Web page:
Kentucky Governor Steve Beshear signed an executive order Nov. 24 that will restore the right to vote and hold public office to some former felons who have served their sentences.
The Catholic Conference of Kentucky, the public policy arm of Kentucky’s bishops, has advocated for legislation that would restore these rights.
The order does not include persons who were convicted of violent or sexual crimes, bribery or treason, according to a statement from the governor’s office.
“The right to vote is one of the most intrinsically American privileges, and thousands of Kentuckians are living, working and paying taxes in the state but are denied this basic right,” said Governor Beshear in the statement. “Once an individual has served his or her time and paid all restitution, society expects them to reintegrate into their communities and become law-abiding and productive citizens. A key part of that transition is the right to vote.”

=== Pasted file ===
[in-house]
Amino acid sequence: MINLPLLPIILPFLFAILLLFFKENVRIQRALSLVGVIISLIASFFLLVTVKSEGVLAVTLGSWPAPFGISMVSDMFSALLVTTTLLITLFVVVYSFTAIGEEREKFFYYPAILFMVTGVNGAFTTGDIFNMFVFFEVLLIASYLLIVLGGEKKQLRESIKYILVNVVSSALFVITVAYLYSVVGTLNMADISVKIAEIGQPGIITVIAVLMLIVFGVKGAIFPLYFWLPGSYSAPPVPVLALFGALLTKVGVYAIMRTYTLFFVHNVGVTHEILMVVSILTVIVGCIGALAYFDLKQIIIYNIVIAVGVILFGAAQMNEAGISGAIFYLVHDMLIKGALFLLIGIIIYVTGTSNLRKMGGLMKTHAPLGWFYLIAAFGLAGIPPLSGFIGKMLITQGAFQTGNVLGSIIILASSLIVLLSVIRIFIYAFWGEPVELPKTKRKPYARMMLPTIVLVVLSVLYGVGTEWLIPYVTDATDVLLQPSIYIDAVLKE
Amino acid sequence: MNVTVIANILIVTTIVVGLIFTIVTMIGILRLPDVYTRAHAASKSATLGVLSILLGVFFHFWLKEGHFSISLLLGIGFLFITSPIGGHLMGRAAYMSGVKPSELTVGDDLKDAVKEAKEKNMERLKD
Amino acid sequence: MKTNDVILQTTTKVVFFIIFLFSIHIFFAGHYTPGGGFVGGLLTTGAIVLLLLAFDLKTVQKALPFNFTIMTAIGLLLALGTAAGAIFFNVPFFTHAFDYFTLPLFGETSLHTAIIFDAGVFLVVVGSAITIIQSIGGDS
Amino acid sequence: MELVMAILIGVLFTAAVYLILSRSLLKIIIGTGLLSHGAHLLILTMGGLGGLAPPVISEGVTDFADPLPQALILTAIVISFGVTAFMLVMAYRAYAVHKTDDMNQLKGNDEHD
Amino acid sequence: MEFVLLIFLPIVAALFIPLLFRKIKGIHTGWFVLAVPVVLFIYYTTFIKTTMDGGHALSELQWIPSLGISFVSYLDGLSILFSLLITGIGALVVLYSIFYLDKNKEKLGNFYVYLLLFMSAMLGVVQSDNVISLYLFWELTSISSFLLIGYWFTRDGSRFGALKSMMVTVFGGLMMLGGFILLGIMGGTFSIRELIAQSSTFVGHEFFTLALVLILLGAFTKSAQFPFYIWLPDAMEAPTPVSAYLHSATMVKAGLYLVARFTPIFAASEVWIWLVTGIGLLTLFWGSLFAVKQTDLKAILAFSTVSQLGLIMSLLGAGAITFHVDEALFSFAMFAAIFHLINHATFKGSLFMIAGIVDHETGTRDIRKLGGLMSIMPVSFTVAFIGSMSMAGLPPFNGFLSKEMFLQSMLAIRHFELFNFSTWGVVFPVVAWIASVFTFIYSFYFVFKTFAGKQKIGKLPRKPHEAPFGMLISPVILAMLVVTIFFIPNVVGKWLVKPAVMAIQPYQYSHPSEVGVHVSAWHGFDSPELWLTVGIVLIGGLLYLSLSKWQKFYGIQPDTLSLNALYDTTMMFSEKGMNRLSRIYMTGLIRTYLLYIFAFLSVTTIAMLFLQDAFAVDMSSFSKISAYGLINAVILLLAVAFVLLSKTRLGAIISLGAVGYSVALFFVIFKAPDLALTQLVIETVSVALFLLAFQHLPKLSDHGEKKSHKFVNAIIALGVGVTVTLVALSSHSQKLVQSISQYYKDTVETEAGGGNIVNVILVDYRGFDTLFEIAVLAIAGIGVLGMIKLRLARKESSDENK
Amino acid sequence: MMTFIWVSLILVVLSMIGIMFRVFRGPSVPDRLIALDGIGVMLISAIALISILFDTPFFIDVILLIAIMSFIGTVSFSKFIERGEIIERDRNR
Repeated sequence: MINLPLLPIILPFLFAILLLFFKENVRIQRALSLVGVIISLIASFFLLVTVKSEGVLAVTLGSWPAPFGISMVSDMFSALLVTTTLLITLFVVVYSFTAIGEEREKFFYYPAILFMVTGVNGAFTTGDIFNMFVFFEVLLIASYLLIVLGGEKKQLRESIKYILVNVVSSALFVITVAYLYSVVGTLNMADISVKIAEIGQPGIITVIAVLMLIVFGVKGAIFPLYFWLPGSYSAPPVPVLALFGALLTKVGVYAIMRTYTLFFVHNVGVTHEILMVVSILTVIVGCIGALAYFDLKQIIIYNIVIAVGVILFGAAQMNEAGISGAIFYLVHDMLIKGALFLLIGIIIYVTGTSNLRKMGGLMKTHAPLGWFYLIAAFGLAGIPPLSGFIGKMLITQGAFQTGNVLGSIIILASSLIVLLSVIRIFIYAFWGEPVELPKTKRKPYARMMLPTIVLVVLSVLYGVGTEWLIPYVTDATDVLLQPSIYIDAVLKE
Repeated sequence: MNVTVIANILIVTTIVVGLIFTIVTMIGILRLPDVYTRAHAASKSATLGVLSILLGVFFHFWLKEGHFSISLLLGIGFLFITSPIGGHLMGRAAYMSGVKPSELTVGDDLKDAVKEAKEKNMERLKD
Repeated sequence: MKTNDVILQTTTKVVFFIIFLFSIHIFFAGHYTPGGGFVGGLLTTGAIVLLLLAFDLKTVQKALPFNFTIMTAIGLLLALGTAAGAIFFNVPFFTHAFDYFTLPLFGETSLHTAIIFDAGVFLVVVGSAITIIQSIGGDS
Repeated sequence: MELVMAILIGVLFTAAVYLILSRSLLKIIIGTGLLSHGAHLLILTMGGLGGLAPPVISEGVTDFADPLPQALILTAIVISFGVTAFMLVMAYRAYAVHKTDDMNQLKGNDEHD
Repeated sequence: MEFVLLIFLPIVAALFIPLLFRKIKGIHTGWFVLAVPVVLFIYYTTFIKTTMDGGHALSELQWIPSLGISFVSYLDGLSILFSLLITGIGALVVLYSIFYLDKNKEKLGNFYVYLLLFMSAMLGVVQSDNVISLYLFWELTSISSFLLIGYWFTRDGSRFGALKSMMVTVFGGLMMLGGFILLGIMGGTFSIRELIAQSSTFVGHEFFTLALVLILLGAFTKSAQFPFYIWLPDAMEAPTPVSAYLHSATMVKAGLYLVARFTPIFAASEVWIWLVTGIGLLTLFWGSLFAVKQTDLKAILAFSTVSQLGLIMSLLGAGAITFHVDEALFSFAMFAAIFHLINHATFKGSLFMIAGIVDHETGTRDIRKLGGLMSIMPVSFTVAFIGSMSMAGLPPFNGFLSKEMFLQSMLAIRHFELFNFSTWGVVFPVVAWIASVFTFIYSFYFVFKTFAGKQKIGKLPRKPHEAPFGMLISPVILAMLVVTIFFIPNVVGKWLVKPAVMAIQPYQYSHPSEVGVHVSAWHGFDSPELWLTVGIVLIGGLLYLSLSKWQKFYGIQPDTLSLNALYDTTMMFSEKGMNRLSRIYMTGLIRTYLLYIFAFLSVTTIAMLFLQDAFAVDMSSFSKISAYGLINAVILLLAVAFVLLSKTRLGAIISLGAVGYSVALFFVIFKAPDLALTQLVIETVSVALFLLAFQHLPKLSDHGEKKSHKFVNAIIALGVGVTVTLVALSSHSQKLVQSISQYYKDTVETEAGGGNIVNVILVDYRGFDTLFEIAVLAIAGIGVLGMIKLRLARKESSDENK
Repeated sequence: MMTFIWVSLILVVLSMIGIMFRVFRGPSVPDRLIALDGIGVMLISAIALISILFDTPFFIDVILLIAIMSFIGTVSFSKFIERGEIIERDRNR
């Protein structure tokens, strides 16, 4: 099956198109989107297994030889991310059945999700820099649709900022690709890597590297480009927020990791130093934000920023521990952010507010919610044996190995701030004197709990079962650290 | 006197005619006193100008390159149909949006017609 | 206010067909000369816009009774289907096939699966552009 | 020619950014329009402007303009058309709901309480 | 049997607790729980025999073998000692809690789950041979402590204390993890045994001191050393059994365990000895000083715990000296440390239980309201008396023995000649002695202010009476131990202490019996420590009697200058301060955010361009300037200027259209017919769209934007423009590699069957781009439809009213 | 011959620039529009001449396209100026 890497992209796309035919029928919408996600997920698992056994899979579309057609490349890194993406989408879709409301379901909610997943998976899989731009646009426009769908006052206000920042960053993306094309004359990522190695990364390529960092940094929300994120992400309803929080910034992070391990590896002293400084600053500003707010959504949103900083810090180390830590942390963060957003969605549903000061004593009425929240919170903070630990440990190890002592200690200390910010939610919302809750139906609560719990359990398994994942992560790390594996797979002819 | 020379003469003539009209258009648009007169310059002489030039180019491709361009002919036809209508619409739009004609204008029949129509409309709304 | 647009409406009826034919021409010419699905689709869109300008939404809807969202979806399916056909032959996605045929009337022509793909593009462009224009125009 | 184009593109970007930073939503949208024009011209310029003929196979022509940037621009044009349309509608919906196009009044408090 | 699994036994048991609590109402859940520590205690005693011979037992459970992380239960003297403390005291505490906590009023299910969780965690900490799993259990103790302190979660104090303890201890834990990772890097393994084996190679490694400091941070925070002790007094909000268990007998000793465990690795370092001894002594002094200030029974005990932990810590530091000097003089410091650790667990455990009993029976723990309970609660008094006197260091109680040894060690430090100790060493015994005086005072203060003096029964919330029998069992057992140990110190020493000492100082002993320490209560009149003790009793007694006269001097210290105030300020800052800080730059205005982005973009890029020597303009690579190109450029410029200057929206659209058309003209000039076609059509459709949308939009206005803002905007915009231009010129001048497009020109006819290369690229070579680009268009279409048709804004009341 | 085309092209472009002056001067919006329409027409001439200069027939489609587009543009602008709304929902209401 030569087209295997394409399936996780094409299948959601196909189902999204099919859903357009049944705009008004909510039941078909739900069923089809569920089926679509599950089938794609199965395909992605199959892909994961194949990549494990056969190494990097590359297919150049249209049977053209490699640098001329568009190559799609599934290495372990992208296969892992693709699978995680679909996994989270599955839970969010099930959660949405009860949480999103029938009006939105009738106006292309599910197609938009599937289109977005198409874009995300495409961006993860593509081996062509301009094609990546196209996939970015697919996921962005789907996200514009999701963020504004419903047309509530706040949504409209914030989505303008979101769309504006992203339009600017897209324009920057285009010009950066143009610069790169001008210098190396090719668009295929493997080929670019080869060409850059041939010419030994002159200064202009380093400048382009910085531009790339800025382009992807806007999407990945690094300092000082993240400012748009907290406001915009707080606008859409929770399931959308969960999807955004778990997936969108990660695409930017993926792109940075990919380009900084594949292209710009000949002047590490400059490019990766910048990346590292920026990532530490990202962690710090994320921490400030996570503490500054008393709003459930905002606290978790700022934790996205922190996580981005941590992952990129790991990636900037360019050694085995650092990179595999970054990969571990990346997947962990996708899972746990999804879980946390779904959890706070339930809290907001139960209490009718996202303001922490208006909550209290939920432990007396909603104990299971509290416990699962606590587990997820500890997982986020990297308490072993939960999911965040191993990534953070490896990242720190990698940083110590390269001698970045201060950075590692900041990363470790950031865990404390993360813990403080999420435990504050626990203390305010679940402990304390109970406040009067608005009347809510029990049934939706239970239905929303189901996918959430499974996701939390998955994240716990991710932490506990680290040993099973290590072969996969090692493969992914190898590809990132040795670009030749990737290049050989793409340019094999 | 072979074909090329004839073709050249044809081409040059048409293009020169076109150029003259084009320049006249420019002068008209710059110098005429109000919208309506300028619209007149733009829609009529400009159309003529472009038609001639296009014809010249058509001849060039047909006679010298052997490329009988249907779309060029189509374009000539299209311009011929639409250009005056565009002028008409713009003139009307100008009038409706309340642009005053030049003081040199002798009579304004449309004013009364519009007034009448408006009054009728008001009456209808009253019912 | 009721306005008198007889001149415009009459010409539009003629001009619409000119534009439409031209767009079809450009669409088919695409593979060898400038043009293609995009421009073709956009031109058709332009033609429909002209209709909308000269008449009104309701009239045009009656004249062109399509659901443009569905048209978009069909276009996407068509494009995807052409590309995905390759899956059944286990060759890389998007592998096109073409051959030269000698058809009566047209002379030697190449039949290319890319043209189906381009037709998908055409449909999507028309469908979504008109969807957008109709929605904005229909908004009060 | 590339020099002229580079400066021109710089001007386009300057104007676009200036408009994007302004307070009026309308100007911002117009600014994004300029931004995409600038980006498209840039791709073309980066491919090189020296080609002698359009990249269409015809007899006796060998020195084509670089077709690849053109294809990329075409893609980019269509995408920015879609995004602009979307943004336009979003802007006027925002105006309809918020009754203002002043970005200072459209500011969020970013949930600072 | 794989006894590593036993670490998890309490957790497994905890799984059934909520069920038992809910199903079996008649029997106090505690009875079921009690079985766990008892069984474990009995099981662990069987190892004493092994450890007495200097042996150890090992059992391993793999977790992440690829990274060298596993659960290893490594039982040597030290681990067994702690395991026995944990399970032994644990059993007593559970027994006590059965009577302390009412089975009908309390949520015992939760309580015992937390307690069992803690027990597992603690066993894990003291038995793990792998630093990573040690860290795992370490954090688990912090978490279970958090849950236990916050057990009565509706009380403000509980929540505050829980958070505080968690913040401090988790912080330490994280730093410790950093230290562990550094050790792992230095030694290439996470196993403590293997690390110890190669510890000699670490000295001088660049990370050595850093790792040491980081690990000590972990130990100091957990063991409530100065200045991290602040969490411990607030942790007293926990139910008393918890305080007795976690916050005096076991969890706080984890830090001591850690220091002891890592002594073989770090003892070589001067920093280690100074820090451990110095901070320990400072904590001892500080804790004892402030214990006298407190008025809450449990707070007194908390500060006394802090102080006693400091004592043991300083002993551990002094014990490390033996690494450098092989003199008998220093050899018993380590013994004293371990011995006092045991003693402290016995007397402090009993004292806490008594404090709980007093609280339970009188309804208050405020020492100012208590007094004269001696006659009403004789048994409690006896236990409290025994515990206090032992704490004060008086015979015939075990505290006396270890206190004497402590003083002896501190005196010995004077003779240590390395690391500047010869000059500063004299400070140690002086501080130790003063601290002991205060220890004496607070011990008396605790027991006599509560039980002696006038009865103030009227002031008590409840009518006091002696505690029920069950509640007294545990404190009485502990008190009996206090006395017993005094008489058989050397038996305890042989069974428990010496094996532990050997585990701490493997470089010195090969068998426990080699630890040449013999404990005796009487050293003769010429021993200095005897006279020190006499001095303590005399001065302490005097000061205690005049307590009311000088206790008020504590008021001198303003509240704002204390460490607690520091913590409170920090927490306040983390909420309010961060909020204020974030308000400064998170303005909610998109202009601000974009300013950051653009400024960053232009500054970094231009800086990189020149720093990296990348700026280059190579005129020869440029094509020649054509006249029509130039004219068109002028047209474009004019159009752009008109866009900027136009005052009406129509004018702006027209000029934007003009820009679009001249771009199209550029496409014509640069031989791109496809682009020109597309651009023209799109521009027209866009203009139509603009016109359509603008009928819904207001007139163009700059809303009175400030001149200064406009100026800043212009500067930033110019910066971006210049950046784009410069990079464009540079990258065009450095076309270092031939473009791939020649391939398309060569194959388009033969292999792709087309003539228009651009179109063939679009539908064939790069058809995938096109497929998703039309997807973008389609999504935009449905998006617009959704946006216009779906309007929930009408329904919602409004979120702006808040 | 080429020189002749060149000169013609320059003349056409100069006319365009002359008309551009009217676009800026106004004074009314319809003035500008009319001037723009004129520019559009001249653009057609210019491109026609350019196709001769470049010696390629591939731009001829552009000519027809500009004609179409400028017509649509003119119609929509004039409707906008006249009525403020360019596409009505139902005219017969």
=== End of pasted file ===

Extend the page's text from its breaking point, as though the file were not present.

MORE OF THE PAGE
Those who have already served out their sentences, can fill out a “restoration of rights” form. The form is available at www.corrections.ky.gov or by calling 782-2248.
For those still serving time, under probation or on parole, “The Department of Corrections will verify prior to issuing a restoration of civil rights that there are no pending criminal cases, charges, arrests or outstanding court-ordered restitution,” according to the statement.
Jason Hall, executive director of the Catholic Conference of Kentucky , said he is pleased with the order signed by the governor, though he’d like to see House Bill 70 passed, which would automatically restore these rights in the future.
“It’s a workable solution for now, but it will be better for the General Assembly to act on automatic restoration,” said Hall.
Hall said he hopes it’s not a “short-lived program” and that Governor-elect Matt Bevin will move forward with the new order when he takes office in a few days.
Under Kentucky’s constitution, a person convicted of a felony loses the right to vote, hold public office, own a fire arm and serve on a jury. According to the statement from the governor’s office, Kentucky is one of only four states that does not automatically restore voting rights after a person has served a prison sentence.
This executive order has the potential to affect about 180,000 who have served prison sentences in the state.